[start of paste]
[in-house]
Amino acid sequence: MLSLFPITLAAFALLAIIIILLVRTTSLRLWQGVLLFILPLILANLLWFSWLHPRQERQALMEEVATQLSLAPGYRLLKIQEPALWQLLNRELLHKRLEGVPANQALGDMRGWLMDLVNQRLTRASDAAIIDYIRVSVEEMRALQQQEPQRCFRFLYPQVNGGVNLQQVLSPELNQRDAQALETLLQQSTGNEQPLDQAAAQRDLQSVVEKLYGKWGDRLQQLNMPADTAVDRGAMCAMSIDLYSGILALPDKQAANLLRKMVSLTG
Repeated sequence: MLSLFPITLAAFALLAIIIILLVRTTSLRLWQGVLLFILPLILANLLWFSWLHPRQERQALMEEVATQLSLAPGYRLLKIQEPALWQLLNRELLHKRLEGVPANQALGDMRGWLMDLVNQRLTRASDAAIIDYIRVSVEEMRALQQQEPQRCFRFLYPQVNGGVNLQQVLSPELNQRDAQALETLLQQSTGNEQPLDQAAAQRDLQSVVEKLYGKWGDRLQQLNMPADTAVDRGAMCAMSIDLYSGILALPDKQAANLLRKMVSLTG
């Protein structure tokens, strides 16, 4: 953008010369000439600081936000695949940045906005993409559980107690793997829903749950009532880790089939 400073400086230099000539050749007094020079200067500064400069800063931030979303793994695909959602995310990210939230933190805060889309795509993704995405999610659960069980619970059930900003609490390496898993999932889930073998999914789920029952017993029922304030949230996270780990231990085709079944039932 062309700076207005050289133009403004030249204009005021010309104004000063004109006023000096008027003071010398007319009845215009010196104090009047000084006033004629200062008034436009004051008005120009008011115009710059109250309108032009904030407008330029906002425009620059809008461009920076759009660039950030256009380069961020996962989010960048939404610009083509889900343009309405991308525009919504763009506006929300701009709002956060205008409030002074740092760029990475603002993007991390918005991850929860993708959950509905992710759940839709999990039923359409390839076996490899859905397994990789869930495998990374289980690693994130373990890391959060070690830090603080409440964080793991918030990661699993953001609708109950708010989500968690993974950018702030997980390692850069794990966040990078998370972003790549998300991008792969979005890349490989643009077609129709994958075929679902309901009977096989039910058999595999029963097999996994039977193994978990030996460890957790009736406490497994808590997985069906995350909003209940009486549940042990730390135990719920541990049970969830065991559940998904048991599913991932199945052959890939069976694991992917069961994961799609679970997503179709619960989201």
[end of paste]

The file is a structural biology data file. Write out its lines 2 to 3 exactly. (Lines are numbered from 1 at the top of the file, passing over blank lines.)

Amino acid sequence: MLSLFPITLAAFALLAIIIILLVRTTSLRLWQGVLLFILPLILANLLWFSWLHPRQERQALMEEVATQLSLAPGYRLLKIQEPALWQLLNRELLHKRLEGVPANQALGDMRGWLMDLVNQRLTRASDAAIIDYIRVSVEEMRALQQQEPQRCFRFLYPQVNGGVNLQQVLSPELNQRDAQALETLLQQSTGNEQPLDQAAAQRDLQSVVEKLYGKWGDRLQQLNMPADTAVDRGAMCAMSIDLYSGILALPDKQAANLLRKMVSLTG
Repeated sequence: MLSLFPITLAAFALLAIIIILLVRTTSLRLWQGVLLFILPLILANLLWFSWLHPRQERQALMEEVATQLSLAPGYRLLKIQEPALWQLLNRELLHKRLEGVPANQALGDMRGWLMDLVNQRLTRASDAAIIDYIRVSVEEMRALQQQEPQRCFRFLYPQVNGGVNLQQVLSPELNQRDAQALETLLQQSTGNEQPLDQAAAQRDLQSVVEKLYGKWGDRLQQLNMPADTAVDRGAMCAMSIDLYSGILALPDKQAANLLRKMVSLTG